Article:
Welcome back to Chain Reaction, where we unpack and explain the latest in crypto news, drama and trends, breaking things down block by block for the crypto curious.
For our Tuesday episode this week, we talked to James Zhang, a 24-year veteran of the video game industry — first as an artist, then as a founder and investor. Zhang, founder and CEO of NFT art consultancy Concept Art House, started his career as a concept artist at LucasArts, the studio behind the Star Wars video games.
Concept Art House launched 14 years ago with a mandate to provide art to video game companies, and in that time the company has helped ship over 1,000 games, Zhang said. But in 2021, the company honed its focus to exclusively serve customers building web3 video games as Zhang kept identifying opportunities at that very intersection.
“Over the last two years, we have had a total pivot into web3, and there’s kind of no looking back,” Zhang said.
Concept Art House has worked with both creative brands looking to build a presence through web3 video gaming and crypto-native companies that lack experience in gaming and art creation, according to Zhang. The company has worked on projects with NFT giant Dapper Labs, the company behind NBA Top Shot, and comic book creator Frank Miller, best known for writing and illustrating “The Dark Knight Returns.” Last October, it raised $25 million from investors, including Animoca Brands, and from angels such as Axie Infinity creator Jeff ‘Jiho’ Zirlin.
But despite Concept’s initial wins in web3, the crypto bear market has hit NFTs particularly hard in the past few months, making its work much more difficult. Zhang said crypto winter has had three main effects on his business — first, that low token prices have caused people to be more careful about what NFTs they buy; second, that venture funding has to last longer; and third, that new token launches are no longer a major catalyst for growth in the NFT space.
One of Zhang’s main areas of focus these days is on helping artists monetize their skills within web3.
“We want to create a really powerful artists’ network that can credential and identify who an artist is and what they’ve worked on in web2 and web3. So instead of creating one [piece of] IP, we want to create a platform that’s really friendly for artists in web3,” Zhang said.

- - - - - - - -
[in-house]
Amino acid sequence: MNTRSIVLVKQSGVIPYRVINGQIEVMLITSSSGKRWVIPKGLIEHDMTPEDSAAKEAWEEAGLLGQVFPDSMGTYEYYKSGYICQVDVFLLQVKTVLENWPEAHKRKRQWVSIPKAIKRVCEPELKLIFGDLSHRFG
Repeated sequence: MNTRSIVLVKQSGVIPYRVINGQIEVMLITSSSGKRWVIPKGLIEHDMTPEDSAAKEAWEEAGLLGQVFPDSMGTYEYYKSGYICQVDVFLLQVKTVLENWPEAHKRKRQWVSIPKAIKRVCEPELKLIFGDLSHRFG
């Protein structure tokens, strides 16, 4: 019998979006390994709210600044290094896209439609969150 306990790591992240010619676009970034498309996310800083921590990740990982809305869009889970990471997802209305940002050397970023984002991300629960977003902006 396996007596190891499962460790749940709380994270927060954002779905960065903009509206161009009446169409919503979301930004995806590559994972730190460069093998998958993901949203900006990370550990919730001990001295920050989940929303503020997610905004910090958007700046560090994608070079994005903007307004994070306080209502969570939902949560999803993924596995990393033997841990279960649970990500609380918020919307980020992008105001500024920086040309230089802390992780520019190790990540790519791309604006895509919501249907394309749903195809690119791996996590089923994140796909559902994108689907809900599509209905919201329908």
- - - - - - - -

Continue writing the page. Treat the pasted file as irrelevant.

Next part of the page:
Compensation for the artists behind NFTs has been a controversial topic, with artists such as Seneca, who illustrated the images in the Bored Ape Yacht Club project, speaking up about not being compensated in a lucrative way.
Zhang sees both sides of the issue, saying artists in general are both “underpaid, and they’re paid what they’re currently worth” based on market value. He thinks artists have some agency to improve how they’re compensated and sees web3 as a tool that can help them in that process.
“The artists who are more financially savvy, who understand community, have more power. They need less agents, less middlemen. That’s kind of the promise of blockchain,” Zhang said.
“I think in the future, you will see this fork for most professional artists — do you want to try to understand finances more, your role in it, your role in the community, your role in technology and contribute as a highly skilled artist? Or do you want to just paint and draw really well?”
You can listen to the full episode to hear more of Zhang’s thoughts on how artists can position their skill sets in web3, as well as how he thinks about intellectual property and ownership issues in the NFT world.
A video game industry veteran on making the art behind popular NFTs by Anita Ramaswamy originally published on TechCrunch
Originally published at techcrunch.com